Part of this false conceptualization has been achieved by using an old socialist trick to obscure the massive environmental improvement that industrial capitalism brought. The trick is to criticize something by comparison to a nonexistent and impossible utopia.

Socialists used this technique to criticize capitalism for causing poverty, even though capitalism inherited poverty–and cured it. Yet Marxists would attack capitalism’s incredible contribution to human life, including to the life of laborers, by comparing that contribution, not to its predecessors and not to any known alternatives, but to a fictional socialist utopia whose advertised results contradicted everything known (even then) about socialism’s destructive nature.

Environmentalists have done the equivalent to industrial progress. Instead of comparing the human environment pre-industrial and post-industrial, they compared the post-industrial environment to a non-existent pollution-free utopia achieved by man living in “harmony” with nature.

They have done this in spite of conclusive historical evidence living in “harmony” with nature means living very briefly. Historically, to the extent humans didn’t mine, didn’t burn fuels, didn’t develop, and were unwilling or unable to control or displace other species where necessary, they died early and often. The modern standard of living is an unprecedented, singular achievement that continues only so long as men are free to command nature on a large scale.

Early environmentalists cursed the coal fumes of newly industrial cities, evading the wood fumes, dung fumes, and starvation coal had replaced–and the work-hours it saved and years of life it added to human life. They cursed smog, evading that it replaced rampant airborne disease from horse-drawn society. And when increased production of coal and oil and natural gas produced the energy and technology to develop ways to radically reduce their pollution, environmentalists took credit–as if laws against pollution weren’t essential to capitalism, the system where protection of all forms of property is sacrosanct.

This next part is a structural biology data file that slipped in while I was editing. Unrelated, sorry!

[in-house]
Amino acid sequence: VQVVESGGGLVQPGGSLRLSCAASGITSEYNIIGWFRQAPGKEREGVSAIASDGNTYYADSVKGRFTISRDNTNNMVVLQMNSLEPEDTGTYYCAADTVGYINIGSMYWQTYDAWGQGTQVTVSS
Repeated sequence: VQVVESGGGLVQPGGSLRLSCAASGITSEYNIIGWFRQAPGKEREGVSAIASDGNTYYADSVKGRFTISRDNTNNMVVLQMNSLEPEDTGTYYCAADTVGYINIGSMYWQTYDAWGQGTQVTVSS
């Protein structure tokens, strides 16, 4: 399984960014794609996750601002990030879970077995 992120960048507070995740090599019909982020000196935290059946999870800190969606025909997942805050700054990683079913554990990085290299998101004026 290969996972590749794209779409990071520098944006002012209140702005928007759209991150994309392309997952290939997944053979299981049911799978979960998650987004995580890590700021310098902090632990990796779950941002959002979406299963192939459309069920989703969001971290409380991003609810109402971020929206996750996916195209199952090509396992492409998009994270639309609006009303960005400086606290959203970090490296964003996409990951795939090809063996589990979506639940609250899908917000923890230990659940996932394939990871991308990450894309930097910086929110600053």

Development, industrial progress, and capitalism promote a human environment. The anti-industrial “green” movement opposes it. This is a truth that Americans desperately need to understand. At present, the philosophical confusion caused by anti-industrialists causes Americans who are genuinely concerned about their health and well-being to embrace the ideas and policies of those who want to sacrifice that health and well-being to the non-human. We are taught to denigrate fossil fuels, which have doubled the human life expectancy, and to strive for a mythical “green energy” economy, powered by fuel sources that have failed for decades.

We are not taught that industrialization has enabled man to be orders of magnitude less vulnerable to climate, but that a degree rise in temperature over 150 years portends catastrophe. With proposals on the table such as 80% cuts in CO2 emissions, “green” confusion could mean economic suicide.

Such is the power of moral idealism and philosophical corruption. The ideal—and the corruption—need to be replaced.

Industrial Progress: A New Cultural Ideal for America

The only solution to a false ideal put forward by philosophical corruption is a true ideal put forward with philosophical clarity.

We need to embrace, unambiguously, the never-ending project that is the industrial revolution: the transformation of nature on a massive scale, with the unlimited potential to produce more energy, create more wealth, create more productivity, increase leisure time, transport things more quickly, conduct more complex scientific experiments, build sturdier, more comfortable places to live. We can travel farther and faster. We can live longer and better.